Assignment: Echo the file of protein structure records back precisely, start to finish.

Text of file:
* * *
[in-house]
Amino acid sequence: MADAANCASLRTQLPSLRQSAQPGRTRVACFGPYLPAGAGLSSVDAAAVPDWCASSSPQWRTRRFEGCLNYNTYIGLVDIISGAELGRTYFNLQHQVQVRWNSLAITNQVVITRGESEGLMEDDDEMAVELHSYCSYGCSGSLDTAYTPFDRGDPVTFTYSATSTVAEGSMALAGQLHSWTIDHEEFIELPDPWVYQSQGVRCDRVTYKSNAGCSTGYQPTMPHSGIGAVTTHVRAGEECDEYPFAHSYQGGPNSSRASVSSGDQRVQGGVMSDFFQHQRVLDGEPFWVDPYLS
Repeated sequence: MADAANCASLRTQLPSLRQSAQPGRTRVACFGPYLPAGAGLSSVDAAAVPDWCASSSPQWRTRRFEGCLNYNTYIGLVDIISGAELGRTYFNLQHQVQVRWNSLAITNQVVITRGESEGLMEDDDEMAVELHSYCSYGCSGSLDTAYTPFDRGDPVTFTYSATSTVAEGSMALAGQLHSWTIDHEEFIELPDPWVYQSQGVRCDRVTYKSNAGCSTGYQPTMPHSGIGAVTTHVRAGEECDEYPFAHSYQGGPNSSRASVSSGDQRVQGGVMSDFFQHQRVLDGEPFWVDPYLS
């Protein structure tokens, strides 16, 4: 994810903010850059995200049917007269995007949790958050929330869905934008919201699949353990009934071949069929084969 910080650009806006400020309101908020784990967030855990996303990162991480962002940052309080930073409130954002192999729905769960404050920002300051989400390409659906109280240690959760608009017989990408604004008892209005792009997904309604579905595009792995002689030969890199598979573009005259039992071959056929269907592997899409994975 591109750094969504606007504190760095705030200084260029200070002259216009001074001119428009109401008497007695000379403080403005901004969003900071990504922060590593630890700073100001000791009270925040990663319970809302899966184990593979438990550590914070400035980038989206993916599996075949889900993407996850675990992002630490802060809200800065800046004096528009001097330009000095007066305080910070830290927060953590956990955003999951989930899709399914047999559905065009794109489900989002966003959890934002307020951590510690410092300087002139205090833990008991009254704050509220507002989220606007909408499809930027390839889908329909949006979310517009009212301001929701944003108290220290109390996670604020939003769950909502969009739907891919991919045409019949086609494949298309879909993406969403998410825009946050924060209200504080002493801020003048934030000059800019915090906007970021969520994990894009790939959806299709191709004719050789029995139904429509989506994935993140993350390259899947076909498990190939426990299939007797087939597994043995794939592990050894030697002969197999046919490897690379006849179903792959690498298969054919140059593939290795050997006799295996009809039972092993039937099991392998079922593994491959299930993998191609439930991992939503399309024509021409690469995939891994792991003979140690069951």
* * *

[in-house]
Amino acid sequence: MADAANCASLRTQLPSLRQSAQPGRTRVACFGPYLPAGAGLSSVDAAAVPDWCASSSPQWRTRRFEGCLNYNTYIGLVDIISGAELGRTYFNLQHQVQVRWNSLAITNQVVITRGESEGLMEDDDEMAVELHSYCSYGCSGSLDTAYTPFDRGDPVTFTYSATSTVAEGSMALAGQLHSWTIDHEEFIELPDPWVYQSQGVRCDRVTYKSNAGCSTGYQPTMPHSGIGAVTTHVRAGEECDEYPFAHSYQGGPNSSRASVSSGDQRVQGGVMSDFFQHQRVLDGEPFWVDPYLS
Repeated sequence: MADAANCASLRTQLPSLRQSAQPGRTRVACFGPYLPAGAGLSSVDAAAVPDWCASSSPQWRTRRFEGCLNYNTYIGLVDIISGAELGRTYFNLQHQVQVRWNSLAITNQVVITRGESEGLMEDDDEMAVELHSYCSYGCSGSLDTAYTPFDRGDPVTFTYSATSTVAEGSMALAGQLHSWTIDHEEFIELPDPWVYQSQGVRCDRVTYKSNAGCSTGYQPTMPHSGIGAVTTHVRAGEECDEYPFAHSYQGGPNSSRASVSSGDQRVQGGVMSDFFQHQRVLDGEPFWVDPYLS
């Protein structure tokens, strides 16, 4: 994810903010850059995200049917007269995007949790958050929330869905934008919201699949353990009934071949069929084969 910080650009806006400020309101908020784990967030855990996303990162991480962002940052309080930073409130954002192999729905769960404050920002300051989400390409659906109280240690959760608009017989990408604004008892209005792009997904309604579905595009792995002689030969890199598979573009005259039992071959056929269907592997899409994975 591109750094969504606007504190760095705030200084260029200070002259216009001074001119428009109401008497007695000379403080403005901004969003900071990504922060590593630890700073100001000791009270925040990663319970809302899966184990593979438990550590914070400035980038989206993916599996075949889900993407996850675990992002630490802060809200800065800046004096528009001097330009000095007066305080910070830290927060953590956990955003999951989930899709399914047999559905065009794109489900989002966003959890934002307020951590510690410092300087002139205090833990008991009254704050509220507002989220606007909408499809930027390839889908329909949006979310517009009212301001929701944003108290220290109390996670604020939003769950909502969009739907891919991919045409019949086609494949298309879909993406969403998410825009946050924060209200504080002493801020003048934030000059800019915090906007970021969520994990894009790939959806299709191709004719050789029995139904429509989506994935993140993350390259899947076909498990190939426990299939007797087939597994043995794939592990050894030697002969197999046919490897690379006849179903792959690498298969054919140059593939290795050997006799295996009809039972092993039937099991392998079922593994491959299930993998191609439930991992939503399309024509021409690469995939891994792991003979140690069951």